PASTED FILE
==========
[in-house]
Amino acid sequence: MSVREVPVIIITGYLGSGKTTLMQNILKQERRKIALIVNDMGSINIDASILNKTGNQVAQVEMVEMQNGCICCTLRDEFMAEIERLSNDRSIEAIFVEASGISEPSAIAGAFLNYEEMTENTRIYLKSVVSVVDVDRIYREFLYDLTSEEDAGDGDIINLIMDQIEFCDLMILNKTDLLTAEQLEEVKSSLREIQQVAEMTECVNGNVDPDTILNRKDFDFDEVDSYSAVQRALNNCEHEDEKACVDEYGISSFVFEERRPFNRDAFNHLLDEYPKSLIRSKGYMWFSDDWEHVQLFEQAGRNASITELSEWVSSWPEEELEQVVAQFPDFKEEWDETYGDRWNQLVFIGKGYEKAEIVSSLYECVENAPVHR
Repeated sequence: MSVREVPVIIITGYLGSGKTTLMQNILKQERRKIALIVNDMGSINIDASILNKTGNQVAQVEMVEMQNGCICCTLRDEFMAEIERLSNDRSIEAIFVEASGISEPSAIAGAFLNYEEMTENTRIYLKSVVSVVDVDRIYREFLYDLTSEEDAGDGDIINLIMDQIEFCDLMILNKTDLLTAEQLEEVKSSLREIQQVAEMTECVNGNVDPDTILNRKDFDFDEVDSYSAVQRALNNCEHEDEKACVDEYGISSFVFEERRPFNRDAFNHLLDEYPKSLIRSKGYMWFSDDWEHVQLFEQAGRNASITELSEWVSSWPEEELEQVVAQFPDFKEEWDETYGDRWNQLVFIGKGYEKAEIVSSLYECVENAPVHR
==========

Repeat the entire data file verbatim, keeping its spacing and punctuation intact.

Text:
[in-house]
Amino acid sequence: MSVREVPVIIITGYLGSGKTTLMQNILKQERRKIALIVNDMGSINIDASILNKTGNQVAQVEMVEMQNGCICCTLRDEFMAEIERLSNDRSIEAIFVEASGISEPSAIAGAFLNYEEMTENTRIYLKSVVSVVDVDRIYREFLYDLTSEEDAGDGDIINLIMDQIEFCDLMILNKTDLLTAEQLEEVKSSLREIQQVAEMTECVNGNVDPDTILNRKDFDFDEVDSYSAVQRALNNCEHEDEKACVDEYGISSFVFEERRPFNRDAFNHLLDEYPKSLIRSKGYMWFSDDWEHVQLFEQAGRNASITELSEWVSSWPEEELEQVVAQFPDFKEEWDETYGDRWNQLVFIGKGYEKAEIVSSLYECVENAPVHR
Repeated sequence: MSVREVPVIIITGYLGSGKTTLMQNILKQERRKIALIVNDMGSINIDASILNKTGNQVAQVEMVEMQNGCICCTLRDEFMAEIERLSNDRSIEAIFVEASGISEPSAIAGAFLNYEEMTENTRIYLKSVVSVVDVDRIYREFLYDLTSEEDAGDGDIINLIMDQIEFCDLMILNKTDLLTAEQLEEVKSSLREIQQVAEMTECVNGNVDPDTILNRKDFDFDEVDSYSAVQRALNNCEHEDEKACVDEYGISSFVFEERRPFNRDAFNHLLDEYPKSLIRSKGYMWFSDDWEHVQLFEQAGRNASITELSEWVSSWPEEELEQVVAQFPDFKEEWDETYGDRWNQLVFIGKGYEKAEIVSSLYECVENAPVHR